Ever since Google Fiber and a few municipalities began building gigabit fiber networks people have been asking how we are going to use all of that extra broadband capability. I remember a few years ago there were several industry contests and challenges to try to find the gigabit killer app.
But nobody has found one yet and probably won’t for a while. After all, a gigabit connection is 40 times faster than the FCC’s current definition of broadband. I don’t think Google Fiber or anybody thought that our broadband needs would grow fast enough to quickly fill such a big data pipe. But year after year we all keep using more data, and since the household need for broadband keeps doubling every three years it won’t take too many doublings for some homes to start filling up larger data connections.
But there is one interesting broadband application that might be the next big bandwidth hog. Tim Cook, the CEO of Apple, was recently on Good Morning America and he said that he thinks that augmented reality is going to be a far more significant application in the future than virtual reality and that once perfected that it’s going to be something everybody is going to want.
By now many of you have tried virtual reality. You don a helmet of some kind and are then transported into some imaginary world. The images are in surround-3D and the phenomenon is amazing. And this is largely a gaming application and a solitary one at that.
But augmented reality brings virtual images out into the real world. Movie directors have grasped the idea and one can hardly watch a futuristic show or movie without seeing a board room full of virtual people who are attending a meeting from other locations.
And that is the big promise of virtual reality. It will allow telepresence – the ability for people to sit in their home or office and meet and talk with others as if they are in the same room. This application is of great interest to me because I often travel to hold a few hour meetings and the idea of doing that from my house would add huge efficiency to my business life. Augmented reality could spell the end of the harried business traveler.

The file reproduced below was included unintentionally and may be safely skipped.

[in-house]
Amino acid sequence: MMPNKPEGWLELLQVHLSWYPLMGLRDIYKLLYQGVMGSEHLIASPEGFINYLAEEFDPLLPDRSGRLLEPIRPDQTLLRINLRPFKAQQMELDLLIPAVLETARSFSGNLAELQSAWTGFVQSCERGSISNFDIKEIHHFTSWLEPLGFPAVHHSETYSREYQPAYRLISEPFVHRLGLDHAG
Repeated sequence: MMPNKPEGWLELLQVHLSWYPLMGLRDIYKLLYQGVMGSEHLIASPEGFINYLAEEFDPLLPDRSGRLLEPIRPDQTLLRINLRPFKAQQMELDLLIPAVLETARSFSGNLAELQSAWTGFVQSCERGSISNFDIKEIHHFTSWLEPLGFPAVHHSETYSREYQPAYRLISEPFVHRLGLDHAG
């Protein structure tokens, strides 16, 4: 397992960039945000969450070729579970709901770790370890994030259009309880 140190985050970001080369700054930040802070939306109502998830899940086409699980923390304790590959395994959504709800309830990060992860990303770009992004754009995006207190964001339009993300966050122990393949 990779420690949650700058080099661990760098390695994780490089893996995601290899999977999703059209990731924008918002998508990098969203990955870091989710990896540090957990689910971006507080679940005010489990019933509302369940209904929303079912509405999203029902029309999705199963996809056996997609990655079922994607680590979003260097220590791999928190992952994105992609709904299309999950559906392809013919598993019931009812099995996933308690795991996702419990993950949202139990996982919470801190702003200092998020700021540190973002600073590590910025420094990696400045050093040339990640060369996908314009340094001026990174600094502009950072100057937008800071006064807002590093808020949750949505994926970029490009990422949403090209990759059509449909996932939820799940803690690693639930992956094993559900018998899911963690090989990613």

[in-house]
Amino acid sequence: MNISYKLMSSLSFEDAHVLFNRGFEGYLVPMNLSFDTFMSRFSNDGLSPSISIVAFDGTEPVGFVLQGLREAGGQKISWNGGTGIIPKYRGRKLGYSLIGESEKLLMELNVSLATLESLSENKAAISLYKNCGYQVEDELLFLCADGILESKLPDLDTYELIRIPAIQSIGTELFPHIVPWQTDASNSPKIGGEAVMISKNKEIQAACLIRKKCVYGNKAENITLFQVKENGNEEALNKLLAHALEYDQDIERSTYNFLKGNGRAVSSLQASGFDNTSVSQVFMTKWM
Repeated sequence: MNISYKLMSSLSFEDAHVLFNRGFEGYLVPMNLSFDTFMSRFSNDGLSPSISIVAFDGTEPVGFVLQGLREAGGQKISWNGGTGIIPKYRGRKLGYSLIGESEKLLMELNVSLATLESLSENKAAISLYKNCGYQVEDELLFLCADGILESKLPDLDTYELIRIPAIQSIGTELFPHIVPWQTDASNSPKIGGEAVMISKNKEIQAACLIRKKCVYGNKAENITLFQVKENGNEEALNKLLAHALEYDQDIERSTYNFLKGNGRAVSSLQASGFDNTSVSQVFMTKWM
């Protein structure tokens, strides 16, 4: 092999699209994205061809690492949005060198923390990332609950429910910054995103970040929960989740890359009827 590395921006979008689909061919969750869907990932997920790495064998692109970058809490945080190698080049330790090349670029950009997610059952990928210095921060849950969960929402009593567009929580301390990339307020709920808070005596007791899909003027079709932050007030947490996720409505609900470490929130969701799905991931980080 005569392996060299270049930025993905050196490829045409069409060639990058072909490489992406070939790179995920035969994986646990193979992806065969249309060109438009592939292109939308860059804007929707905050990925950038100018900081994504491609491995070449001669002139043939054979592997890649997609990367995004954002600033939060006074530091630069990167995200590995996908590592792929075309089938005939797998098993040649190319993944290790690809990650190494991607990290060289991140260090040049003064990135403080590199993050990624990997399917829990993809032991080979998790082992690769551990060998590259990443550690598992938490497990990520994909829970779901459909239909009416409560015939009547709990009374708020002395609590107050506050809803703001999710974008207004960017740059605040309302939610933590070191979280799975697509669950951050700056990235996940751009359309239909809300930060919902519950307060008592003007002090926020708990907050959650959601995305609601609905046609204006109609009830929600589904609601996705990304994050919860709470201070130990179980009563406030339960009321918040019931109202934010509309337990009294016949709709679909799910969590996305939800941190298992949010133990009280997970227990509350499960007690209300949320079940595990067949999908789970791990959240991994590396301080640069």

But the technology has far more promise than that. With augmented reality people can share any other images. You can share a sales presentation or share videos from your latest vacation with grandma. This ability to share images between people could drastically change education, and some predict that over a few decades that augmented reality would begin to obsolete the need for classrooms full of in-person students. This technology would fully enable telemedicine. Augmented reality will enhance aging in the home since shut-ins could still have a full social life.
And of course, the application that intrigues everybody is using augmented reality for entertainment. Taken to the extreme, augmented reality is the Star Trek holodeck. There are already first-generation units that can create a virtual landscape in your living room. It might take a while until the technology gets as crystal clear and convincing as the TV holodeck, but even having some percentage of that capability opens up huge possibilities for gaming and entertainment.
As the quality of augmented reality improves, the technology is going to require big bandwidth connections with a low latency. Rather than just transmitting a 2D video file, augmented reality will be transmitting 3D images in real time. Homes and offices that want to use the technology are going to want broadband connections far faster than the current 25/3 Mbps definition of broadband. Augmented reality might also be the first technology that really pushes the demand for faster upload speeds since they are as necessary as download speeds in enabling a 2-way augmented reality connection.
This is not a distant future technology and a number of companies are working on devices that will bring the first-generation of the technology into homes in the next few years. And if we’ve learned anything about technology, once a popular technology is shown to work, demand in the marketplace there will be numerous companies vying to improve the technology.
If augmented reality was here today the biggest hurdle to using it would be the broadband connections most of us have today. I am certainly luckier than people in rural areas and I have a 60/5 Mbps connection with a cable modem from Charter. But the connection has a lot of jitter and the latency swings wildly. My upload stream is not going to be fast enough to support 2-way augmented reality.
The economic benefits from augmented reality are gigantic. The ability for business people to easily meet virtually would add significant efficiency to the economy. The technology will spawn a huge demand for content. And the demand to use the technology might be the spur that will push ISPs to build faster networks.